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Brian Dayton: Acknowledge progress and plan for the future (The State Journal)


West Virginia is on an economic upswing that has bought much-needed good news for our state and its citizens.

From August 2018 through August 2019, West Virginia added over 16,000 jobs to its total employment. Unemployment continued to drop, and the size of the state’s workforce continues to expand. To put things in perspective, West Virginia is at its highest levels of employment since 2008.

The job increases we are witnessing are part of a four-year climb from when our state hit rock bottom in 2015.

The higher employment numbers have been accompanied by increased state revenues, providing us the opportunity to engage in critical infrastructure improvements and the ability to provide more funding to create improved education outcomes in West Virginia.

While we should all acknowledge and celebrate the success our state has been experiencing, this is also the time to prepare for the future.

Swings in the economy are inevitable, and West Virginia is not immune from the effects of a national economic downturn.

West Virginia is one of the leading energy producers in the country. An economic downturn that also affects the energy industry is especially painful in our state.

When these downturns occur, the troubles extend far past those working directly in the energy sector. They affect support services, professional services, public education, and many other jobs across West Virginia.

It is critical that we take advantage of good economic times to prepare for a potential future downturn and “soften the blow.”

Fortunately, many of the policy changes implemented in West Virginia over the past few years have given us a great start in accomplishing this important goal, but more work remains.

To that end, the West Virginia Chamber of Commerce, which has members in all 55 counties who employ over half of the state’s workforce, has several member-driven suggestions.

Ensuring a work-ready workforce is one of, if not the most, important ingredients for economic growth. Members of the West Virginia Chamber tell us that they have jobs available, but in many circumstances they are struggling to find qualified applicants.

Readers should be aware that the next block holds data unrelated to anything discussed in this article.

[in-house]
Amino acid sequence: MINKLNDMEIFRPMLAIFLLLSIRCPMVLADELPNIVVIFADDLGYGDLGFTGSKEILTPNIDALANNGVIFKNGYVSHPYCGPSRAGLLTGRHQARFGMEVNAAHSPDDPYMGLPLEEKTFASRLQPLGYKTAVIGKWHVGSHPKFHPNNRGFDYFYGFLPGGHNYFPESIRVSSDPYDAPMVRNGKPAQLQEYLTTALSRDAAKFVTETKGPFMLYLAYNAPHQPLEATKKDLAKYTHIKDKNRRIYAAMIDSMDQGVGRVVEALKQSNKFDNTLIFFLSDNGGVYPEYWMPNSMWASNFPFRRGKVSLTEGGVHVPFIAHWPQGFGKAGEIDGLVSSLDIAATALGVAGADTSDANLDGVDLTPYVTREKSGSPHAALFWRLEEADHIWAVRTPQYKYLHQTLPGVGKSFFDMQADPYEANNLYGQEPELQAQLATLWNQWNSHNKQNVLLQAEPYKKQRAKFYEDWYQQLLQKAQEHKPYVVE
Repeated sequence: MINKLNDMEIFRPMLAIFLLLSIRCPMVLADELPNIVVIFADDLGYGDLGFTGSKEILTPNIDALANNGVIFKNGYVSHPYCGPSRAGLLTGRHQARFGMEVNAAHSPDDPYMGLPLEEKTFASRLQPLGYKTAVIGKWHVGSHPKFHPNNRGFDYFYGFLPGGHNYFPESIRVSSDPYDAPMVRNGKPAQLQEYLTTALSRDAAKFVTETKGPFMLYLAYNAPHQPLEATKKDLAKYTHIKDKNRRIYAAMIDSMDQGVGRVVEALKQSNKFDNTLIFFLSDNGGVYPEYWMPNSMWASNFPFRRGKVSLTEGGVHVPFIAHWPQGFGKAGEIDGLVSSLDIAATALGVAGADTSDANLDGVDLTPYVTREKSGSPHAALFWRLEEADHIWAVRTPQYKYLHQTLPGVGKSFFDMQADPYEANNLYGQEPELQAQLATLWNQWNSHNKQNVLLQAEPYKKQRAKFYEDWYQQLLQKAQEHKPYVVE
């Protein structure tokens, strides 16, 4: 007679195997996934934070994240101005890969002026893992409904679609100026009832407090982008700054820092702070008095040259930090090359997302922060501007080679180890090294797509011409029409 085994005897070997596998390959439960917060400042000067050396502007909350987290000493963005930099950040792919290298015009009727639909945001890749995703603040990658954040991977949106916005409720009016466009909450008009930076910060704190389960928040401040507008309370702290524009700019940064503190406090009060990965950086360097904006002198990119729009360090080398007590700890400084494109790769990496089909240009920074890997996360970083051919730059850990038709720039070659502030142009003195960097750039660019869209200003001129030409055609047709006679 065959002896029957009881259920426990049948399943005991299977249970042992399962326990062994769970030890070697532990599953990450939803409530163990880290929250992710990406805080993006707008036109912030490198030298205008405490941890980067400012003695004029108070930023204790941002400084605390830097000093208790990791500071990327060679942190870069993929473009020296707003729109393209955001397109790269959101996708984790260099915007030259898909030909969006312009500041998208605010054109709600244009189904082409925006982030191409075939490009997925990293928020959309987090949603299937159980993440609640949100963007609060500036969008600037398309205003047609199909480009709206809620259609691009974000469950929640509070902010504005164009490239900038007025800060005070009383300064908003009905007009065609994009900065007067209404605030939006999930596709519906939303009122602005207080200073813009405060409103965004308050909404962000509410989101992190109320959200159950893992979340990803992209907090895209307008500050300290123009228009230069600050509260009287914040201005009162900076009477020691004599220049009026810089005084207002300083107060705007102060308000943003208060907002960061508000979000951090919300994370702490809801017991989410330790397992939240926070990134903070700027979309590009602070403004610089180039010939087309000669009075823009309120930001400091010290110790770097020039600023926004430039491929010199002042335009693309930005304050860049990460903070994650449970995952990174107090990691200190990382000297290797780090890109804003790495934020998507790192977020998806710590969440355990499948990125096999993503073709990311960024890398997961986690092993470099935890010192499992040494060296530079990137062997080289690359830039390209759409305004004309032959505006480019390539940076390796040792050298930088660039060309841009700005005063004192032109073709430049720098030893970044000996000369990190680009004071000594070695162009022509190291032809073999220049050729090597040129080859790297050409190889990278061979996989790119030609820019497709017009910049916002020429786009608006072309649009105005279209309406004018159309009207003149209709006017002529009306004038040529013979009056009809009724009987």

To address this, our public K-12 education system and our two- and four-year institutions must be focused on providing their students with the skills and expertise needed to enter the workforce upon graduation.

There are many successful examples of this already taking place in West Virginia, but continued growth and expansion of these efforts is needed.

Broadband internet service is essential to success in the 21st century.

Take a moment and think about how many times a day you do something that requires access to high-speed internet. Now, imagine how much of a challenge life could be without it.

We are making progress in getting West Virginia more connected, but far too many areas of this state remain without reliable and fast service.

Without it, these areas are almost automatically out of contention when seeking to attract economic investment. Bringing high-speed, reliable internet service to all corners of our state must remain a top priority.

Infrastructure development and maintenance is a priority in West Virginia. The voters recently approved major investments in our roads, and our state is ideally situated within the country.

Within a day’s drive one can travel to New York, Washington, D.C., Chicago, Detroit, Charlotte, North Carolina, Atlanta, St. Louis, or Indianapolis, to name just a few major cities.

Our location translates to the ability to export goods to a major chunk of the population of the United States in just one day.

If we want major businesses to consider expanding into West Virginia and take advantage of our location, we need to make sure it is easy for their employees and executives to travel to West Virginia. That means bringing more air-service options to the state.

These are just a few of the key suggestions the West Virginia Chamber of Commerce has for diversifying and modernizing West Virginia’s economy.

Taking advantage of economic upturns such as the one we have been experiencing are important to providing a cushion for more difficult times.

Our goal is simple: To bring about the opportunity for everyone in West Virginia to prosper and succeed.

Brian Dayton is a native of Moundsville, WV and is the vice president of Policy & Advocacy with the West Virginia Chamber of Commerce.

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